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As interest rates climb and homeowners squeal for mercy, there are two groups often forgotten who can now enjoy the fruits of rising rates: the wealth builders and the retirees.
For eight long years, these people have felt sick every time interest rates dropped, wondering how to generate any income at all from their hard-earned savings without taking too much risk.
Now, rates are rising, but you will probably need to switch banks if you want to earn decent interest on your cash. The world of banking has fundamentally changed, and it’s important to understand why your money isn’t their priority anymore.
The big banks will be happy to hold your funds at mediocre rates, but they won’t chase you with good returns on cash.Credit: Paul Rovere
In the past, banks made money in many ways. They charged fees for holding funds in transaction accounts and paid you almost no interest. They loaned this money at much higher rates to people buying houses and made a killing.
In addition, they made money through fees charged by their investment arms. And finally, they offered term deposits, again lending these funds to those taking home loans, albeit at lower margins. But those days are long gone.
In 2023, a bank’s only objective is to seek out deposits at the lowest cost and make a margin by lending money to homebuyers and investors at higher interest rates. That’s it. Banks have large swaths of shareholders that judge critically, so they only chase the types of customers that can deliver profit.
Find a bank that wants your money and get switching.
For most people who have paid down their primary mortgage and are now in the wealth-building phase of their lives, I am speaking directly to you when I say that the big banks will be happy to hold your funds at mediocre rates, but they won’t chase you with good returns on cash.
So if you want great interest rates on your savings in this market, it is time to switch banks.
Bankers are smart. They don’t think middle and older generations can be bothered switching banks and their internal data models label you as passive income. I’m here to make sure you know that you are the only person looking after your hip pocket.
Let’s talk about what kind of banking structure you should consider if you have paid off your home loan and have idle cash.
Your transaction account, the account through which you pay your bills, is something the banks value. They want to boast to shareholders about “growing their customer base.” So take advantage of your ability to switch banks as a powerful tool.
If you contemplate switching, banks will entice you with bonuses and better rates. If you make just three transactions a month with a particular bank instead of ten, you are indicating that they are not your primary bank, and they will strive to win you over for bragging rights.
If you’re a wealth builder or retiree, what you need isn’t just a transaction account but also a high-interest rate on your savings. Banks offer three types of high-interest accounts in various forms. Some of these accounts aren’t designed for wealth builders and retirees.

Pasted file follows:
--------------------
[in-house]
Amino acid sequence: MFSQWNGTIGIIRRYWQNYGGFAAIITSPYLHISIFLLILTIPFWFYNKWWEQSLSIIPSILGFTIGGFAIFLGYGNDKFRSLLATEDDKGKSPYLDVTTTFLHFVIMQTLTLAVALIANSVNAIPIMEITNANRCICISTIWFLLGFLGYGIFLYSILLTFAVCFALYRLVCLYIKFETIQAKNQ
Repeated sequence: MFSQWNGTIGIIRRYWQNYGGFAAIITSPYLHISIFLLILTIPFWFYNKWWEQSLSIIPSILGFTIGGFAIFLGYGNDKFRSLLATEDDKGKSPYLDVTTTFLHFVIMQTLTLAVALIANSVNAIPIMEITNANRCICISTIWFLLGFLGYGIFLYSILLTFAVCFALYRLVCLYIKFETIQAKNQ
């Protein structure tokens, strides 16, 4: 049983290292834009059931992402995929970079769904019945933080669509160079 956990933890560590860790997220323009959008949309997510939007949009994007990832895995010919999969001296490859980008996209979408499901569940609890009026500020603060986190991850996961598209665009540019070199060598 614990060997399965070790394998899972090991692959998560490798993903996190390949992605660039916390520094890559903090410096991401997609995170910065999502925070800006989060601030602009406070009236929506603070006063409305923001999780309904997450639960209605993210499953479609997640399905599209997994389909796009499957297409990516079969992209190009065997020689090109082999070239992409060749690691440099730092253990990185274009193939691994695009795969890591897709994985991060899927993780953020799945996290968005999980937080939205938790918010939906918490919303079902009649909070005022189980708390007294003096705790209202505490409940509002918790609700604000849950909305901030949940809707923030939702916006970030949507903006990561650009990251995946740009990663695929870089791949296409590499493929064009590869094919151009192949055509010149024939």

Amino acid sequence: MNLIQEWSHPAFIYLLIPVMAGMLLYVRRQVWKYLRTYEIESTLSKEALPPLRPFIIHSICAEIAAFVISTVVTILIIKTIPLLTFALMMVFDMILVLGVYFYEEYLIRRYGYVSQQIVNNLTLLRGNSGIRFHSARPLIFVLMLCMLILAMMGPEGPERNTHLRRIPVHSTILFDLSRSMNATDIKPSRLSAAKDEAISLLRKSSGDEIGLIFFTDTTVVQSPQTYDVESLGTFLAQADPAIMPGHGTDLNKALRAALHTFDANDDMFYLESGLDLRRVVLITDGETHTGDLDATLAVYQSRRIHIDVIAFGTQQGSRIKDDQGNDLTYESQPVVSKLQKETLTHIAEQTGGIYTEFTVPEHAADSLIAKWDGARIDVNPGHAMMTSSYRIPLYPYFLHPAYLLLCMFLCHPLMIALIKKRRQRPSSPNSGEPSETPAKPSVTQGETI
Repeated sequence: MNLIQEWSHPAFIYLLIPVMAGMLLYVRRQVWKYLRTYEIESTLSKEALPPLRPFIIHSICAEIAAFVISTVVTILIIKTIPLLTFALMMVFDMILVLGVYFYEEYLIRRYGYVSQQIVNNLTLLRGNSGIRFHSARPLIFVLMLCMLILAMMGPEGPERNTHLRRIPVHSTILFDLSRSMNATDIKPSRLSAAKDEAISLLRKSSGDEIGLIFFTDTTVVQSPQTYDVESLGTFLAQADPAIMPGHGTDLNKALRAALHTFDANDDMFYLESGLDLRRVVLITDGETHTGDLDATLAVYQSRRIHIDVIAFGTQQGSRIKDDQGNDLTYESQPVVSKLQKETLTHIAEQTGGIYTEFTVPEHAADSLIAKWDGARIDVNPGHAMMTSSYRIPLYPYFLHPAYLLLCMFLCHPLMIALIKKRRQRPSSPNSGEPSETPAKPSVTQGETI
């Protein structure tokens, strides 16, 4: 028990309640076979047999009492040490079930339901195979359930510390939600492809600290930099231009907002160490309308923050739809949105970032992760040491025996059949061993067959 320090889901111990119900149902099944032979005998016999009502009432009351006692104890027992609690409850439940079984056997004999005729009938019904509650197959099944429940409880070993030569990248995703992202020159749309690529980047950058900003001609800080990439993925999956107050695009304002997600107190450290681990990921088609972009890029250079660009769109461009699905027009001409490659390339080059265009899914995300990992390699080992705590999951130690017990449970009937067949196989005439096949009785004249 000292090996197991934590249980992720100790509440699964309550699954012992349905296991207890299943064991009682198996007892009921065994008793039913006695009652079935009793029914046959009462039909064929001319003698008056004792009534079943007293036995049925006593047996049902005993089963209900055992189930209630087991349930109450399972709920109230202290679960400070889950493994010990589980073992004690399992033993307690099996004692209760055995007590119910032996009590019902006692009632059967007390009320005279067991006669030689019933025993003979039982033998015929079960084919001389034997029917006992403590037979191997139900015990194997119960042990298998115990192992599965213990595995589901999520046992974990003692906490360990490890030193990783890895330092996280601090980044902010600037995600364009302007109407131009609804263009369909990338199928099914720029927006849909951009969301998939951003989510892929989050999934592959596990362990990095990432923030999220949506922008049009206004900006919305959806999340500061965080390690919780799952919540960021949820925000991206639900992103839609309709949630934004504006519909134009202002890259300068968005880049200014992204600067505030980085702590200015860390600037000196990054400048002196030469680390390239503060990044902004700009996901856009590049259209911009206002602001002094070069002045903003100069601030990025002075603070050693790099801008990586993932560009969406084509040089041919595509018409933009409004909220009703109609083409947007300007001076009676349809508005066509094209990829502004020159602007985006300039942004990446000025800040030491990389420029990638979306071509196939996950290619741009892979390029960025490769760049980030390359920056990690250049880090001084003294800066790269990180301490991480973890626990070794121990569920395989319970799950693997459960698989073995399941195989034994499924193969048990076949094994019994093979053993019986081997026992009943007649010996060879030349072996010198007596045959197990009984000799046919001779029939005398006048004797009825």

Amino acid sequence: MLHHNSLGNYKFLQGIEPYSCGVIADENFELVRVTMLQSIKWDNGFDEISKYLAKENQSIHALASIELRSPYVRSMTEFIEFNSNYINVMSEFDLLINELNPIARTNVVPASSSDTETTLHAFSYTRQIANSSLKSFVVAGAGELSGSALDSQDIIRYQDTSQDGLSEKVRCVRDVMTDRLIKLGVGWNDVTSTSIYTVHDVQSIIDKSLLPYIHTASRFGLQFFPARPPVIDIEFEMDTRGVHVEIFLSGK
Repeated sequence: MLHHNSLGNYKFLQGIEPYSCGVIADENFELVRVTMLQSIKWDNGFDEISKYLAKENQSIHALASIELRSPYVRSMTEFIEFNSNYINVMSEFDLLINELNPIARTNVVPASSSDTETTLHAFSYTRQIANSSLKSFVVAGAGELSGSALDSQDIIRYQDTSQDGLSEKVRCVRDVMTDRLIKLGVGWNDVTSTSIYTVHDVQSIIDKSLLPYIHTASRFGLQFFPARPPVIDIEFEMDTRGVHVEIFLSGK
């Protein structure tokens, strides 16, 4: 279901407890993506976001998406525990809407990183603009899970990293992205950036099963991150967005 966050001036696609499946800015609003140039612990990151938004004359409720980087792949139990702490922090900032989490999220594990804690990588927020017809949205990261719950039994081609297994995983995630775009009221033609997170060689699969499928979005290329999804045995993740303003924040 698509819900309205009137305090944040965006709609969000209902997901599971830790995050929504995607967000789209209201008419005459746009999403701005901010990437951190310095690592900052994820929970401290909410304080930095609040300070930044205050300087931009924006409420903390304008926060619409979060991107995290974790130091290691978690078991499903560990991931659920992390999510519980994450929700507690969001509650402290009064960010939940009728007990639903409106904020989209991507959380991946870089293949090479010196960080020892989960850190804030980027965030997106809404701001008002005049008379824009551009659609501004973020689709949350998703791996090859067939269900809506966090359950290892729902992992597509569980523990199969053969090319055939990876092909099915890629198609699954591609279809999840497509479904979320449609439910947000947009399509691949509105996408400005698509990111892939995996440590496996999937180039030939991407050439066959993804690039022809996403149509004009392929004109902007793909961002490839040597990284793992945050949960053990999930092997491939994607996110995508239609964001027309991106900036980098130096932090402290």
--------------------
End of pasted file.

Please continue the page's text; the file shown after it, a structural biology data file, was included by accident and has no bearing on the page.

The primary of these are online savings accounts. They offer the highest interest rates, low or no fees. To use them, you need to link them to a transaction account. Tier two banks, without branches usually provide more exciting interest rates although some charge fees for ATM withdrawals. If you don’t need a branch, don’t feel the need to pay for a bank that offers one.
Some banks, like Macquarie and ING who seem to really want deposit customers, offer you even better rates if you have your transaction account with them too.
Next, there are behavioural savings accounts. They pay a base interest rate and a significant bonus for meeting specific savings goals, designed to encourage savings behaviours such as saving for a home loan. Banks position them precisely for that purpose so they can lure loyalty in early and offer great home loan deals. Some banks even offer bonus interest rates for the cool cats aged 18-35. Ignore them. They aren’t for you.
Lastly, there’s the all-familiar term deposit. It offers a guaranteed high-interest rate if you lock your savings in for an agreed period. Nowadays, term deposits have become more of a tool to set aside cash out of sight and out of mind, rather than serving the bank’s interests.
Interest rates on 12-month term deposits are often marginally lower than the rates available on the most appealing online savings accounts. The benefit of a term deposit is that once locked in, the rate won’t slip away if the bank decides to play with its variable rates.
So, what can you do? Look after yourself, of course! Find a bank that wants your money and get switching. There are better interest rates outside the big four for wealth builders and retirees.
Bec Wilson is the author of How To Have An Epic Retirement now available for preorder and writes a weekly newsletter for pre- and post-retirees at epicretirement.net.
- Advice given in this article is general in nature and is not intended to influence readers’ decisions about investing or financial products. They should always seek their own professional advice that takes into account their own personal circumstances before making any financial decisions.
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